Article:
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Liberals criticized for not conducting security reviews on foreign takeovers

Conservative MP Tony Clement said the Liberals appear to be signalling a return to an earlier time.

Chris Wattie/REUTERS

The Trudeau government's failure to conduct national security reviews on two significant corporate takeovers by Americans – an Internet backbone that carries confidential federal government data and a satellite equipment maker – suggests the Liberals are loosening Canada's controls on foreign investment, critics say.

As The Globe and Mail reported this week, a $465-million deal to sell the coast-to-coast Allstream fibre-optic network to Zayo Group of Boulder, Colo., is raising fears the U.S. government will find it easier to gain access to confidential Canadian data. This comes after the Liberals decided not to conduct a formal national security review of the deal.

Similarly, the Trudeau cabinet opted against bringing the same official level of scrutiny to bear on the $455-million sale of Com Dev International Ltd.'s space hardware business to U.S. technology conglomerate Honeywell International.

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The ease with which these transactions passed Ottawa stands in contrast to how the Conservatives blocked similar deals.

In 2013, the Harper government blocked the sale of Allstream to an Egyptian telecom group on the grounds that it "provides critical telecommunications services to businesses and governments, including the government of Canada." In 2008, then-industry minister Jim Prentice stopped the sale of MacDonald Dettwiler and Associates' space arm to Minnesota-based Alliant Techsystems, preventing the technology that built Canada's Radarsat-2 remote sensing satellite from falling into American hands.

Michael Byers, a political science professor at the University of British Columbia, said these transactions are the sort of deals that Canada's national security test for foreign investment was introduced to address. The Harper government created the test in 2009 as a tool for Ottawa.

Former Conservative industry minister Tony Clement said the Liberals appear to be signalling a return to an earlier time.

"We're now back to the Chrétien-Martin period where 100 per cent of these [foreign] acquisitions went through and I don't think that's appropriate," Mr. Clement, now Official Opposition foreign affairs critic, said.

The federal government did not respond Wednesday when asked whether it would cancel the government telecom contracts with Allstream now that it's in American hands and what safeguards it had put in place to protect Canadian government data traffic on that network.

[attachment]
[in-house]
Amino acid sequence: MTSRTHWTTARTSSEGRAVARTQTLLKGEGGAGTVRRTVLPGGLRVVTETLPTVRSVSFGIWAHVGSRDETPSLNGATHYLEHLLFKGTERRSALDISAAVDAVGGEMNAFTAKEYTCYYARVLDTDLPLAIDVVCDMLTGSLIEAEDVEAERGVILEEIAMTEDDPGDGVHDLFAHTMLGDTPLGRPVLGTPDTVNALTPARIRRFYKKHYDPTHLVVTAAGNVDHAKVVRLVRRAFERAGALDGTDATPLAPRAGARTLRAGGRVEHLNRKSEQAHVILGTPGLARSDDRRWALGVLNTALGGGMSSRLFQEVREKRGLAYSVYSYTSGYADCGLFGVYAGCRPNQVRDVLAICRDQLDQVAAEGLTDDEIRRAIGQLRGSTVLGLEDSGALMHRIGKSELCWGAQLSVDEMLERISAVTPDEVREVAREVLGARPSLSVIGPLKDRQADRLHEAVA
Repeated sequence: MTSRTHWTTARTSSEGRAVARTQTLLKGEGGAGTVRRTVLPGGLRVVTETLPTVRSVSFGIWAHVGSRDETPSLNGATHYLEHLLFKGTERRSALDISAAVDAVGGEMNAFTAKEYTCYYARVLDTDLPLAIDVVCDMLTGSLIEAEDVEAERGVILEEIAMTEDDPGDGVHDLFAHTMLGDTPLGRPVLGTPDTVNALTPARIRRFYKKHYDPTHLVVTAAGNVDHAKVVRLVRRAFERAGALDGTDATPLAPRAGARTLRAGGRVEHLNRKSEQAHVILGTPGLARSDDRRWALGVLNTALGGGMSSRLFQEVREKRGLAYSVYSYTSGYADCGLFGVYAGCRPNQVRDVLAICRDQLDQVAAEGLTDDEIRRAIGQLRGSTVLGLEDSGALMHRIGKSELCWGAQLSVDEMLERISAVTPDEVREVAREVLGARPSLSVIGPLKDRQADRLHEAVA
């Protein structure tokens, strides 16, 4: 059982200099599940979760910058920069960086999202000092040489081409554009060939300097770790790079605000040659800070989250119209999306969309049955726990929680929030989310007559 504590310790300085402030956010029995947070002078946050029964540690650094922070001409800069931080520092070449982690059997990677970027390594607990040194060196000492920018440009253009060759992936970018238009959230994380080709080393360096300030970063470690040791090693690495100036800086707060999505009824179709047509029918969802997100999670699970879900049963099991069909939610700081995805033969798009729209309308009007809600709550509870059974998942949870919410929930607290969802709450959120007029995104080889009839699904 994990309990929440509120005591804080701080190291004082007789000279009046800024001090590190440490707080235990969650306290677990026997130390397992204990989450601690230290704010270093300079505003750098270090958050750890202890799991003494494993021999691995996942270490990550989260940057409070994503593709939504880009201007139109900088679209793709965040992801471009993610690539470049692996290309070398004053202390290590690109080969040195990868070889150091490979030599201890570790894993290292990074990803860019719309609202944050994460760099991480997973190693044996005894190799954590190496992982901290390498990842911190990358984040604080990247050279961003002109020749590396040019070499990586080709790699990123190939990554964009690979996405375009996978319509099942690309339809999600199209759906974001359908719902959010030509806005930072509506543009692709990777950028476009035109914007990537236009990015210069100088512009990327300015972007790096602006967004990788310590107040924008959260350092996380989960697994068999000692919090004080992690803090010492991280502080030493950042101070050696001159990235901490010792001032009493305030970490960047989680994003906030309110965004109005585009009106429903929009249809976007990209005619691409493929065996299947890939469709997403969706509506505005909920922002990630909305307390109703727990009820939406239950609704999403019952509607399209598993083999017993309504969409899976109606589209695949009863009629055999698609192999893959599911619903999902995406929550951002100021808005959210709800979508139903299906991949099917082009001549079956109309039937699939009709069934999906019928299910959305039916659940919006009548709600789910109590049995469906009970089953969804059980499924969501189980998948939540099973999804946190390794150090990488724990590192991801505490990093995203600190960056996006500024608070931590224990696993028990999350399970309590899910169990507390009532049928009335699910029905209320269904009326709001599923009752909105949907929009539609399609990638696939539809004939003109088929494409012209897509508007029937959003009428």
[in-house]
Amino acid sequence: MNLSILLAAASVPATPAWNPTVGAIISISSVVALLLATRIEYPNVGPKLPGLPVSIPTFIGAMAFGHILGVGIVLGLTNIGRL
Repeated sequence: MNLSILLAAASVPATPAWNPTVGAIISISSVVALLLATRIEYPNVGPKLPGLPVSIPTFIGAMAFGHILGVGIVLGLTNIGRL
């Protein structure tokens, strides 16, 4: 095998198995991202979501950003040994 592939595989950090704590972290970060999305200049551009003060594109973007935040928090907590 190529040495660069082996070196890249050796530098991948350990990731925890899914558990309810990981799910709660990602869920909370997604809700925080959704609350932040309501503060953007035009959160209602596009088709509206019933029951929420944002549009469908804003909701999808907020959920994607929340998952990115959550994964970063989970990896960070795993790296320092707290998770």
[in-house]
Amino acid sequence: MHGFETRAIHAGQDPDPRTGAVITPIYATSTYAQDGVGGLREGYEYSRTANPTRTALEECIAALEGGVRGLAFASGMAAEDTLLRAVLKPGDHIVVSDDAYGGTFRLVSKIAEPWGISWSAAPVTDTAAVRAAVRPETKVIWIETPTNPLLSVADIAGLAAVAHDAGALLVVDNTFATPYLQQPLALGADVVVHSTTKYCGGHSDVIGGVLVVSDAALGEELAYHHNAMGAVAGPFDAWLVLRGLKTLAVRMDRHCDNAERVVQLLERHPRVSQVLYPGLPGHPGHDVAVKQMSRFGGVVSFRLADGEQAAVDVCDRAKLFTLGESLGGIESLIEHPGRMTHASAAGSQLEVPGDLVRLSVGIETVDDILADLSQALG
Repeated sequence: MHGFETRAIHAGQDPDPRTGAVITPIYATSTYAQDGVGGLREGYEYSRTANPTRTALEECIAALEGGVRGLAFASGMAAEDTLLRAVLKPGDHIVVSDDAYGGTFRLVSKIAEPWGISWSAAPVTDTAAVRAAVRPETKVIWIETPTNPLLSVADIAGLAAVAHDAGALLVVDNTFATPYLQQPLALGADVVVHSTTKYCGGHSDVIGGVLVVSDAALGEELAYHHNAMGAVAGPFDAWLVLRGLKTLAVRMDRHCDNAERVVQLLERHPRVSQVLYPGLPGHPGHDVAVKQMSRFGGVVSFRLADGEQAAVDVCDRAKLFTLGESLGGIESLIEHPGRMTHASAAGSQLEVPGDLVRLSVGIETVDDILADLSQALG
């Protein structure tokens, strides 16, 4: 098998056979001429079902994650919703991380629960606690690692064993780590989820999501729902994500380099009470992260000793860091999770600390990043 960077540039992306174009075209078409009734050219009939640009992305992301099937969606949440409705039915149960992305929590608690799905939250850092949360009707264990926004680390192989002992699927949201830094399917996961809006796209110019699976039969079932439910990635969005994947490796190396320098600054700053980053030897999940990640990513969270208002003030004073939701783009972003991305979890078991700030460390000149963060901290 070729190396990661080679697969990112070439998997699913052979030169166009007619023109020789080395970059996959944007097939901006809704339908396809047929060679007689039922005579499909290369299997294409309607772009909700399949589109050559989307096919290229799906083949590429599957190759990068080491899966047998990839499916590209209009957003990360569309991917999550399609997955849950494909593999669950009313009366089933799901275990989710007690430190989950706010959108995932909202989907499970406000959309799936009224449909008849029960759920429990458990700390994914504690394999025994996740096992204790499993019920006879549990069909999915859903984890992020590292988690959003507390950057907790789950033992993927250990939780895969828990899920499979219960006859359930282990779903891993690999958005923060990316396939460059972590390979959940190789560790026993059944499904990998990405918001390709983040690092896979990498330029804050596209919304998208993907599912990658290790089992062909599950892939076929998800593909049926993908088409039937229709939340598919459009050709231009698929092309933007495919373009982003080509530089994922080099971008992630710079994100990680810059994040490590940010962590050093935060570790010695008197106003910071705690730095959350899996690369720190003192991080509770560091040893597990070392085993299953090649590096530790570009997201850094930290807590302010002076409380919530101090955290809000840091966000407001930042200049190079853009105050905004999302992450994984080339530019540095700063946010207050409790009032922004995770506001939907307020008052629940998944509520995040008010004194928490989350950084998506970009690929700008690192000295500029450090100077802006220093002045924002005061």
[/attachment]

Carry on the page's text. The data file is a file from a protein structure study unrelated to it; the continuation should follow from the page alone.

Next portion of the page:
Prof. Byers said the lack of scrutiny is cause for concern.

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"Com Dev builds parts for Canadian military satellites. Allstream carries government telecommunication traffic," he said. "Either [the Liberals] are consciously choosing not to have a rigorous assessment, in which case they are being pretty cavalier about Canadian national security, or they got caught unprepared, poorly advised and not yet in position to make good decisions."

He noted the Trudeau government is fond of saying it will rely on "evidence-based decision-making" when taking action.

"This is not evidence-based decision-making … the whole point of a national security review is so you hear all of the considerations from all interested parties so you are not just taking advice from a group of civil servants or the companies themselves."

The NDP has written Innovation Minister Navdeep Bains demanding to know why the Liberals allowed the Allstream sale to proceed without a national security review.

"Allstream could be compelled to disclose sensitive, classified information to the U.S. authorities as a result of this transaction," NDP innovation critic Brian Masse wrote in the letter. "What measures has your government undertaken to ensure that sensitive government data is not compromised?"

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About the Author
Parliamentary reporter

Steven Chase has covered federal politics in Ottawa for The Globe since mid-2001, arriving there a few months before 9/11. He previously worked in the paper's Vancouver and Calgary bureaus. Prior to that, he reported on Alberta politics for the Calgary Herald and the Calgary Sun, and on national issues for Alberta Report. More

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